In 2016, Jacek Wychowaniec was awarded a Rideal Travel Bursary for his attendance at the Bio|Nano|Med 2016 Symposium which took place between 23 and 24 June at the CUNY Advanced Science Research Centre, New York. Here, he explains that by attending the conference he was able to discuss the results of his research to a non-European audience for the first time.
‘The Bio|Nano|Med 2016 Symposium was held in the recently opened CUNY Advanced Science Research centre in the heart of New York - Manhattan. The symposium was opened by a warm welcome from Rein V Ulijn, Director of the Nanoscience Initiative. The conference covered cutting edge science, merging interdisciplinary fields of biology, nanotechnology and medicine, covering everything from fundamental science governing peptides, such as variation of alpha and d amino acids affecting the self-assembly of the formed fibres in hydrogels, through bio-inspired materials, such as super hydrophobic coatings, machines capable of creating ~10nL droplets for cell culture, up to variety of tissue engineering and biomedical applications. The two days of exceptional science started with a talk by Prof Rui Reis from the University of Minho, who covered many aspects of the nano-tools and bio-inspired approaches developed by his research group, such as electro spun fibre scaffolds with tuned alignment affecting the cell responses. The first session continued with a very interesting medical talk from Lane Gilchrist, who noticed that cholesterol content in patients correlates with Alzheimer’s disease and discussed the therapeutic intervention for this disease.
‘At the end of the first session, the stage was taken by a colleague of Rein Ulijn from the University of Strathclyde - Prof Duncan Graham, who entertained the audience with not only jokes, but mainly his Scottish accent. Indeed, he gave a very interesting insight on surface enhanced Raman spectroscopy in biological and chemical systems. The first day continued with nanotechnology talks, particularly focussing on the advances in imaging probes for biomedicine (Michelle Bradbury) and newly developed microscope objectives with sub cellular resolution (Gail McConnell). The afternoon session focused on biomaterials (my field of work). David Kaplan started this session by offering a journey through the development of fibrous silk biomaterials for all kinds of biomedical applications. The session followed with my presentation, in which I was happy that the pre-prepared movies of my work worked just fine. Indeed, I was discussing the development of the theory, originally invented by the next speaker of the conference - Dr Joel Schneider. Indubitably, his talk was very informative and entertaining. It was the first time I have ever seen such a highly engaging scientific talk, where the audience had to make choices throughout the presentation. His talk provided lots of ideas for my future research. Afterwards, all delegates were invited for a poster session and the welcome reception, which lasted for over 2 hours and gave me an opportunity to chat with students from the local areas, meet new people and exchange research ideas.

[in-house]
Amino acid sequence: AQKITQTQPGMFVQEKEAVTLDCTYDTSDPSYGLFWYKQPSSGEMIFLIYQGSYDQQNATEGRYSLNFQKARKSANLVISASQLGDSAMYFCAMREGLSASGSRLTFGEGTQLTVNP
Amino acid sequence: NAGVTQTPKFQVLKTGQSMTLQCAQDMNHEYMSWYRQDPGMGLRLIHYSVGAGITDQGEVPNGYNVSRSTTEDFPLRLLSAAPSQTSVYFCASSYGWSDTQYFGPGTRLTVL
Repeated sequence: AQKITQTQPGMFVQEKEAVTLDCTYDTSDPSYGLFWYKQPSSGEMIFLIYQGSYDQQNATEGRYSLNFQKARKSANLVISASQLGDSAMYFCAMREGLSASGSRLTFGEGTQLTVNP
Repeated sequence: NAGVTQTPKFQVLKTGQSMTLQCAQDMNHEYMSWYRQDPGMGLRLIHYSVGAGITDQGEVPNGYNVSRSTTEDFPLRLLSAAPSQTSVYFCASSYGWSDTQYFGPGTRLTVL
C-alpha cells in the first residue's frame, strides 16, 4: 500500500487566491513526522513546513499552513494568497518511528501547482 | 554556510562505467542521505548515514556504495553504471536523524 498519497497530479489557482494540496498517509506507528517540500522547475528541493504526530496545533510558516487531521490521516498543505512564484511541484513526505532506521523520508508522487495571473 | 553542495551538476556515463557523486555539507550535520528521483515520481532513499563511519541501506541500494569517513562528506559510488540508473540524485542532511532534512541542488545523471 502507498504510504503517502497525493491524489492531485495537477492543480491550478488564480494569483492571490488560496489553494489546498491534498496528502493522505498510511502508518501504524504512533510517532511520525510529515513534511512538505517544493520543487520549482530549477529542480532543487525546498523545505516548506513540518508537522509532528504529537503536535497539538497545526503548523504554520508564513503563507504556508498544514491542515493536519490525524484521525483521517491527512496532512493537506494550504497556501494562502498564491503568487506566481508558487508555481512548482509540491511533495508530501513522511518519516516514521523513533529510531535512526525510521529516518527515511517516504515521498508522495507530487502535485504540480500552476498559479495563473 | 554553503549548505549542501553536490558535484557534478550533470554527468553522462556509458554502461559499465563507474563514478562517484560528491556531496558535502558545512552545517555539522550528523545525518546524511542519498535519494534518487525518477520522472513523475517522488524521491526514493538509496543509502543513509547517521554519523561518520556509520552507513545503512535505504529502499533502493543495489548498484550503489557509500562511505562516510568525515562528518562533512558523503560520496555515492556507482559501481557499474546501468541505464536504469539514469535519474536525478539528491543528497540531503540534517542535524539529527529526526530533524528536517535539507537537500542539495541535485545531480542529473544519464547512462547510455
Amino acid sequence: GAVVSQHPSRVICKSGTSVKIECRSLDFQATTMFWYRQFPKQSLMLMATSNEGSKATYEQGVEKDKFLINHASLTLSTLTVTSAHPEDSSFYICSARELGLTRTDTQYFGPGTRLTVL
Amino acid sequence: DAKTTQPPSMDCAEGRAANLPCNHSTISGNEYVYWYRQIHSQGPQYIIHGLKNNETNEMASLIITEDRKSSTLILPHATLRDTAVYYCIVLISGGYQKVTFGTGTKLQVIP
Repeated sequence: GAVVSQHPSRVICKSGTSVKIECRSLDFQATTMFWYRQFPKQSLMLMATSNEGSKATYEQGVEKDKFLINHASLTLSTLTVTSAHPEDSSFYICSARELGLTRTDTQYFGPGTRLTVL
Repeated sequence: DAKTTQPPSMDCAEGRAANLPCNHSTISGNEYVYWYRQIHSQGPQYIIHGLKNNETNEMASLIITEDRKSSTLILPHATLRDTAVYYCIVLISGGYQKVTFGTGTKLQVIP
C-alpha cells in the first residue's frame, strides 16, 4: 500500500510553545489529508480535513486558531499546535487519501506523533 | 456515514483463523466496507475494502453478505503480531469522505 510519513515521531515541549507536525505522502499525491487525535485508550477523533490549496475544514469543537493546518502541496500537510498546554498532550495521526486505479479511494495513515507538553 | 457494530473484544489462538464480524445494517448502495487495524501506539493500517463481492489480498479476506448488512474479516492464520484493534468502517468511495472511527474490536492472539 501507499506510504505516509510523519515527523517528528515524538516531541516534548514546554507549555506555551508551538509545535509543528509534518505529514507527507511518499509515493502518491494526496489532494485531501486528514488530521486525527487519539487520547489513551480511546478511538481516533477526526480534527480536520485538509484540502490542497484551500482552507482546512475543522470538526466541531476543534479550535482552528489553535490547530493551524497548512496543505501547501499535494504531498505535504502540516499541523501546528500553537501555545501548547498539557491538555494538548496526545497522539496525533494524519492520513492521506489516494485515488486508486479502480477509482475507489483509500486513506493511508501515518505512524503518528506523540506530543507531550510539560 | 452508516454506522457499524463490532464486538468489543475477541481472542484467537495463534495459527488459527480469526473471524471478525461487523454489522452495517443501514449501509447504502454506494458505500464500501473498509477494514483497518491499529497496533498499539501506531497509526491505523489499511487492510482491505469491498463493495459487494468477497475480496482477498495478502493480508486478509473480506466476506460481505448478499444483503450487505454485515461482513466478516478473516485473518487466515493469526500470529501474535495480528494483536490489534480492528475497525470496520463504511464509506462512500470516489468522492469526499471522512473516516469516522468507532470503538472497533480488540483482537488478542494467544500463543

‘The second and final day of the conference continued with a high standard of talks relating mainly to biologically responsive materials. It started with Joanna Aizenberg, presenting work on novel environment-responsive hydrogel surface materials that created a generation of self-persisting materials. The session was finished with a talk by Samuel Sia on very promising micro fluidic based devices for personal health diagnostics, which might be seen in every doctor’s office in the world in the near future.
‘I was selected to present my work and my talk was entitled ‘Shear thinning properties of β-sheet nano-fibrillar peptide hydrogels.’ This conference was my first opportunity to discuss my results with other academics in this area outside of Europe. Particularly, it allowed me to interact with two top groups in my field - Dr Joel Schneider and Prof Rein Ulijn. It was pleasure to meet them in person and have fruitful science conversations. Undeniably, this conference allowed me to form new ideas for future research and gave an opportunity to consider options of my future career after finishing my PhD in September 2017.
‘I would really like to thank the organisers of the conference for the invitation and the rest of the delegates for the exceptional science presented over these two days. The symposium was a big success merging a lot of people from different places and backgrounds and invoking new collaborations. I would like to acknowledge my supervisor Prof Alberto Saiani for giving me this opportunity to participate and support on the project. Finally and most importantly, I would also like thank the Institute of Physics (IOP C R Barber Trust Fund) and the Society of Chemical Industry (SCI/RSC Sir Eric Rideal Trust) for awarding me the travel bursaries that made my attendance at this symposium possible and enhanced my knowledge and future career prospects.
University of Manchester